Turkey needs reforms to overcome risks to growth: OECD
Turkey needs to bring short- and long-term plans into action to battle against chronic vulnerabilities stemming from domestic demand-focused growth and dependence on foreign finance, OECD says.With low domestic savings and volatile external competitiveness, Turkish growth is highly dependent on domestic demand and foreign finance, the Organization for Economic Cooperation and Development (OECD) has said in a new report that urges the government to introduce urgent fiscal policies.
“External demand is strengthening, in particular in a context of recovery in the European Union, but high inflation and exchange rate volatility and low productivity growth endure,” the OECD’s Economic Survey on Turkey said, continuing to stress “competitiveness remains fragile and dependence on foreign savings is very high.”
The organization praises the “broad-based and inclusive growth” that continued through and after the global crisis, but warns against the risks stemming from it being too centered on domestic consumption, “which is too much funded by foreign saving.”
The OECD argues the mounted current account deficit, the main pressure on the country’s economy, has been also mounted on this aspect, leading economy managers to introduce measures to curb domestic demand.
Tight stance ‘crucial’
Inflation in Turkey, which is at around 9 percent, well above the government’s long-term target of 5 percent, also “calls for a restrictive monetary policy stance,” the report said.
Turkey manages to reduce these imbalances, but these weaknesses remain the economy’s threatening vulnerabilities, it added.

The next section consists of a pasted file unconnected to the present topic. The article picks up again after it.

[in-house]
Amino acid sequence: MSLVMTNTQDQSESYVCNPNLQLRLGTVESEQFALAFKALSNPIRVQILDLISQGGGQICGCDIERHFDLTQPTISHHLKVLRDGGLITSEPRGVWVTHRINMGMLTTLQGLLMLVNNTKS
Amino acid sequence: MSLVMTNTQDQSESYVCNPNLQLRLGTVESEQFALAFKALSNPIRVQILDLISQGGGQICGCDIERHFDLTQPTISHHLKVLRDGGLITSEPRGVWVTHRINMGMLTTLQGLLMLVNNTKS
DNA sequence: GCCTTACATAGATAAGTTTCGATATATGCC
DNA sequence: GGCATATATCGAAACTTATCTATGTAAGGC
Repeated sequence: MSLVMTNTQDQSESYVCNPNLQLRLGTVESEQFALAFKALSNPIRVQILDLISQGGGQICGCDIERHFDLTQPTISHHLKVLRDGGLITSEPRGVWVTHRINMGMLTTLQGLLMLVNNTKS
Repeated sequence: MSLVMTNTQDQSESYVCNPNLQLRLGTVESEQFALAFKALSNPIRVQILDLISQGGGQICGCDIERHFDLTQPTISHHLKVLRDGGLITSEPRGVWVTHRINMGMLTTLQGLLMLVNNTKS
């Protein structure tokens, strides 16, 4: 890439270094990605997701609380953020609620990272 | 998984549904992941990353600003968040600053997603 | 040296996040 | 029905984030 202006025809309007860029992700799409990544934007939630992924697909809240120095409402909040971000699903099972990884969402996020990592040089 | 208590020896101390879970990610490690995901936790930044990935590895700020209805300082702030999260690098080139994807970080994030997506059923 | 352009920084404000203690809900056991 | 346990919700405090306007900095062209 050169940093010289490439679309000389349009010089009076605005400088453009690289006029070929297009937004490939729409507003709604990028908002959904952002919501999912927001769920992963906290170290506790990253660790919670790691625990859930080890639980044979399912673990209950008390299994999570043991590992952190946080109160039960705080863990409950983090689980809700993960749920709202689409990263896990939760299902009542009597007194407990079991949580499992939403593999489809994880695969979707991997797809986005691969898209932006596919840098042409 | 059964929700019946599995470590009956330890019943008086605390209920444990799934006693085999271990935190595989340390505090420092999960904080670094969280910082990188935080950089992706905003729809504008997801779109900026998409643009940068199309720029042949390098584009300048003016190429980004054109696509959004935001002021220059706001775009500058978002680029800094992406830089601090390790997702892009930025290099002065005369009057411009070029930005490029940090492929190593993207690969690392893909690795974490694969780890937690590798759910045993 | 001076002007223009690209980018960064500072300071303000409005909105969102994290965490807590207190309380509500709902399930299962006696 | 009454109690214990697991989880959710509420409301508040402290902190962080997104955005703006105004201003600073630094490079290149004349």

The prescription suggested by the OECD to cure these chronic weaknesses is shifting the focus of demand from domestic, to external sources.
And to do that “Reducing dependence on short-term foreign debt is key and requires raising domestic saving and attracting more FDI,” the report read.
Therefore, the government should immediately bring measures that will ramp up Turkish companies’ competitiveness in international markets, introduce structural reforms and deliver substantial productivity gains.
The Paris-based organization also lifted Turkey’s growth forecast to 3.3 percent for this year from its previous estimate of 2.2 percent, maintaining its optimism that recently slowed down growth rates will pick up.
“Activity has been held back by tighter financial conditions [see below], but high-frequency indicators, such as business and consumer confidence and industrial production, point to a recovery in domestic demand,” the report argued.
Robust exports fuelled by combined impact of a better external environment and a weaker Turkish Lira also help the country to narrow its wide current account deficit, as well as rebalancing the economy, it also noted.